If you don't have a scale already, I recommend getting one--they are well worth the small investment and you can usually get one for less than $30 including shipping from places like Amazon and Ebay (plus they are a tax write off). Sometimes you can get a used one free--we got one free from my husband's office a few years ago when they no longer needed it, you can also see if you can get one free through free recycling groups in your area like Freecycle ( www.freecycle.org -- also great for recycled shipping supplies like boxes, packing peanuts & bubble wrap).
A scale will help you set your rates when listing & will help you when you are printing shipping labels with postage online-a great time and energy saver! (You also get discounted postage and free Delivery Confirmation online, so the scale will save you money too.)
We always package up an item to see what it will weigh, even if it will be unpacked to store it until it sells. Once you know what your item in packaging will weigh, it will be easier to set accurate shipping rates.
Shipping from the US, we use First Class Mail whenever possible--affordable and pretty fast.
First Class Domestic goes up to 13 oz, the rate is the same per-ounce anywhere within the US so it's very easy to set up.
Domestic packages over 13 oz will need to go Priority Mail or Parcel Post which can be a bit tricky since the rates are very different based on how far your package is going (see the "Priority Mail: by Weight or Flat Rate?" post for info on when flat rate packaging is a good way to go--link below). Often the online rates for the two services are pretty similar, so for the extra 50 cents to $1, we often just go with Priority & use the rate for the farthest shipping zone to be sure we aren't short.
On occasion we use Fed Ex for domestic packages because the rates are better for certain heavy & bulky items--it's best to comparison shop for those over-sized/very weighty packages until you get a feel for what is best for both your business and your buyers. (Get the Etsy-FedEx discount here: www.fedex.com/fcl/ALL?enrollmentid=bh11921310 )
First Class International goes up to 4 lbs and has only 3 main zones--Canada, Mexico & everywhere else--which makes it easy to set up. (You can see how it all works out in the "Getting a Handle on International Shipping" post--see the link below.)
Generally we avoid courier services (UPS & FedEx) for international shipping because they charge high brokerage fees* when using their non-express services, so either the cost of shipping is much higher when you purchase it (because you pay for the broker up front) or the prices look realllllly cheap compared USPS, but your buyer gets a surprise bill for the additional brokerage fees when the package goes through customs. They buyer can't get the item without paying the brokerage fees in addition to anything the customs department determines is due, and if they refuse the package the brokerage bill can be sent to you.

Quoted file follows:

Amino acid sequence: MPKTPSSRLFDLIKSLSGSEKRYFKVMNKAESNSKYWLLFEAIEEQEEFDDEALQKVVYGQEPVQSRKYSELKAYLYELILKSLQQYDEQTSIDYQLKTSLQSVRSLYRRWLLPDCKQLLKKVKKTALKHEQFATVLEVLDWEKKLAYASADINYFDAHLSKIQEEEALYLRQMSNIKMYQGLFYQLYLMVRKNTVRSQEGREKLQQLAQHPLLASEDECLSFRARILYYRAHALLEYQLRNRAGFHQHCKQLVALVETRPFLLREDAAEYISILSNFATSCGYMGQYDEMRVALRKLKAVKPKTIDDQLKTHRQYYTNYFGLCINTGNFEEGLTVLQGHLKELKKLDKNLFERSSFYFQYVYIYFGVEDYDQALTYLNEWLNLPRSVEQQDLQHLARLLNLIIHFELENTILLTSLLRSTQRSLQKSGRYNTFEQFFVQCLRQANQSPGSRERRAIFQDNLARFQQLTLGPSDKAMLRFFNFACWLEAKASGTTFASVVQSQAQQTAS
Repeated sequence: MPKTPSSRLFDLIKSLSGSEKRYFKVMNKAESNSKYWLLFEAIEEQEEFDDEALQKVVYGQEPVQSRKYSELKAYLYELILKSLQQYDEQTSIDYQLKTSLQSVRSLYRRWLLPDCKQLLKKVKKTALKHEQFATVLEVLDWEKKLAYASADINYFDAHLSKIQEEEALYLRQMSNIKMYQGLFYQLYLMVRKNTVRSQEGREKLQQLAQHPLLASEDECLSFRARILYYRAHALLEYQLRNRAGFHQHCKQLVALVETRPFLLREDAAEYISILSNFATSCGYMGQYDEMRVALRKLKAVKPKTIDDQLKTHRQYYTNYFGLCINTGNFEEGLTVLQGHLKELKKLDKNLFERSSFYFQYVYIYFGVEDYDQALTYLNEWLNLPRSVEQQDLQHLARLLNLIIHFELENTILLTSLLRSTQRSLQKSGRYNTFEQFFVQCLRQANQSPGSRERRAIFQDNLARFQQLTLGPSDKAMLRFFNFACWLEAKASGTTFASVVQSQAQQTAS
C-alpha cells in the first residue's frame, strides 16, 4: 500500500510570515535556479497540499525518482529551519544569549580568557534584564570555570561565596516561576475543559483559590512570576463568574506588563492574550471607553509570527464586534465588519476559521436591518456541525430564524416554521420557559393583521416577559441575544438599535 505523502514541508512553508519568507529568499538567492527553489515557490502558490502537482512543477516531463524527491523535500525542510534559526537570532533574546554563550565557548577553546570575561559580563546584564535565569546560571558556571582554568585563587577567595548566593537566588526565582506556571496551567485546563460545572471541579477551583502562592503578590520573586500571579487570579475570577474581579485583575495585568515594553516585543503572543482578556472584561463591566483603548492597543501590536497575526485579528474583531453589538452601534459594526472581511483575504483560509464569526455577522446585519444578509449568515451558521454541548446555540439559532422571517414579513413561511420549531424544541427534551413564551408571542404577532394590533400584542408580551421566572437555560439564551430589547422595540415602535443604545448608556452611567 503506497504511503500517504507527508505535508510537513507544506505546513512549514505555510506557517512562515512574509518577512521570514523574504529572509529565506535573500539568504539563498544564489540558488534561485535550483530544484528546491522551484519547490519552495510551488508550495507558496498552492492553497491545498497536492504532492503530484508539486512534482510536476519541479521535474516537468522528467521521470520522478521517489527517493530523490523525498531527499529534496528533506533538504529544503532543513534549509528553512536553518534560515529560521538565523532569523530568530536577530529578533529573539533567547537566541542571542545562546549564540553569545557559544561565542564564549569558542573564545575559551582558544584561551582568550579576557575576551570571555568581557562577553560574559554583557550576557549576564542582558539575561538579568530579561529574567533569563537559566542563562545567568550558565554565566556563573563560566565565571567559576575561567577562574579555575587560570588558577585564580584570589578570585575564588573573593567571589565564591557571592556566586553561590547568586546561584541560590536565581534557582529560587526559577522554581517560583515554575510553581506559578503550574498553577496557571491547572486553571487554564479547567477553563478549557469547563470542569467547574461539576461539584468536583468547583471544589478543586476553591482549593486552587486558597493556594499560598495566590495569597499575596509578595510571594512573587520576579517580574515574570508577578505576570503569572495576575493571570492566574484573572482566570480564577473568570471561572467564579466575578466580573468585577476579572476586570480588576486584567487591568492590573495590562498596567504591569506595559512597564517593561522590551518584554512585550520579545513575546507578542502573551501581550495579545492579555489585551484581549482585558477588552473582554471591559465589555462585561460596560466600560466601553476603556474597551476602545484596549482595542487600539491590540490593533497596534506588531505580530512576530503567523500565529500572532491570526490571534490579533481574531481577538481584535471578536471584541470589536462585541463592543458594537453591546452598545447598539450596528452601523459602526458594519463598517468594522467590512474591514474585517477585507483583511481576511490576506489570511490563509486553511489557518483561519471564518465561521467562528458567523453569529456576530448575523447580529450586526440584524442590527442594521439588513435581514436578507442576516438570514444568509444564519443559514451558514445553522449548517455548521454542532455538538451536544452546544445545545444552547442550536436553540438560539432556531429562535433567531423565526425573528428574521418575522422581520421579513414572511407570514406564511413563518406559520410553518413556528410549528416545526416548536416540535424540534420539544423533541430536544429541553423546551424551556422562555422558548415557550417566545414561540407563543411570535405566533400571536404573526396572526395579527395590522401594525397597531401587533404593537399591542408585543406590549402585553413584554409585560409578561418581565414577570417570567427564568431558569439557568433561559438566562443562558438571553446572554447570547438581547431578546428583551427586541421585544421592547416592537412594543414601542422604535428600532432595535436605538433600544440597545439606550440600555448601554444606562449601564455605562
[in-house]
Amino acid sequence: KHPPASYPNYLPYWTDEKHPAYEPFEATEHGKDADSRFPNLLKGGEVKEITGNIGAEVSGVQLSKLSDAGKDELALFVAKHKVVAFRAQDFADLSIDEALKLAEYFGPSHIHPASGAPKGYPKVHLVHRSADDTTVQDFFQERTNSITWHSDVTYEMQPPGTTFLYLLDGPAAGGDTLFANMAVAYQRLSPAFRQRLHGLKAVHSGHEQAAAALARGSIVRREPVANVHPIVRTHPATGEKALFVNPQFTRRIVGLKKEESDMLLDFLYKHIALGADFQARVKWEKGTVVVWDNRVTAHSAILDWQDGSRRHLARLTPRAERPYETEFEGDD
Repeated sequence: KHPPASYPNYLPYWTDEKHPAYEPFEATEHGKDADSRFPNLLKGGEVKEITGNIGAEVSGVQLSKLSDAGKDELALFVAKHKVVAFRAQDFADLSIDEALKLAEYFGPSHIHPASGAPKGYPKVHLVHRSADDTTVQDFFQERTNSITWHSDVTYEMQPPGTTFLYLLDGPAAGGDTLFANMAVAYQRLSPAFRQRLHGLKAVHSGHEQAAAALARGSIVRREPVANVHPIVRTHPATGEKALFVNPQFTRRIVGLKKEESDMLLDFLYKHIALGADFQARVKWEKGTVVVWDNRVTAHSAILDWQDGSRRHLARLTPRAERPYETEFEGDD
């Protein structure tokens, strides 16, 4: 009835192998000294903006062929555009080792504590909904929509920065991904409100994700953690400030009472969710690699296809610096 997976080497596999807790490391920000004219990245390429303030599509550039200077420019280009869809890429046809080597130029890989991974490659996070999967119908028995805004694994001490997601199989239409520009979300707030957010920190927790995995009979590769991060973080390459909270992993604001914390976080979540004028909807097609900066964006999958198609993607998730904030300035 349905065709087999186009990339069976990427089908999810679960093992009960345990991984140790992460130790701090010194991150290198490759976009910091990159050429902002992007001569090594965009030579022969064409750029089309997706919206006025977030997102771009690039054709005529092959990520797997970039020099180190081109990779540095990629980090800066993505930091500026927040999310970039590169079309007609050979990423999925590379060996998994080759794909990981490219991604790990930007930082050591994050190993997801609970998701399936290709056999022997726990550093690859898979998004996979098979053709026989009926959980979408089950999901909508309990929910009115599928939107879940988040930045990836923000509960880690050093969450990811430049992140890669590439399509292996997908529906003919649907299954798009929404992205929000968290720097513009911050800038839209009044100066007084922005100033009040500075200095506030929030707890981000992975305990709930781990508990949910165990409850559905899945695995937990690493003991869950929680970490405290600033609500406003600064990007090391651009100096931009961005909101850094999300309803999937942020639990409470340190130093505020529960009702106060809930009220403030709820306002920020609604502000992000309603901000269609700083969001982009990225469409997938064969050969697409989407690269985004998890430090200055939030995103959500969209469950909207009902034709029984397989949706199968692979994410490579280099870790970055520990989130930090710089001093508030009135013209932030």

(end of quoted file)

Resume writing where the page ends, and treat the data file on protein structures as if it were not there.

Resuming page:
It also means that all packages the broker takes through customs will be assessed and if the contents are over the duty-free amount (which changes for every country), the buyer will be billed for duty and taxes when applicable. (All customs fees are the buyer’s responsibility--make a note of that in your shop policies.)
When you ship through USPS, it's hit or miss as to whether packages get stopped even if they are over the duty-free amount. The buyer might still owe taxes on the item to their government, but it's up to the buyer to deal with that. There is usually a small handling fee when a package is stopped by customs when you ship through USPS, but much smaller than the brokerage fees (think $10 vs $30--not exact numbers, just an idea of what it is like).
The link below takes you to a page with active links to many topics--I'm sure the list of posts will grow as topics come up which is why I don't link to each post in this thread. On the "Shipping Basics" page you'll find the full list of on-topic links that I can add to as new posts go up so you don't have to dig through this thread to find links to new posts:
~ ~ ~ ~ ~ ~ ~ ~ Shipping Basics ~ ~ ~ ~~ ~ ~ ~
Please give this thread a bump by posting in it if you found it helpful. :)
*Brokerage fees: When a package goes through customs, the courier service hires an independent party to present items to the customs department for possible duty/fees/taxes. While customs fees are the responsibility of the buyer (make a note in your policies just to cover yourself), hidden courier fees are not nice for anyone.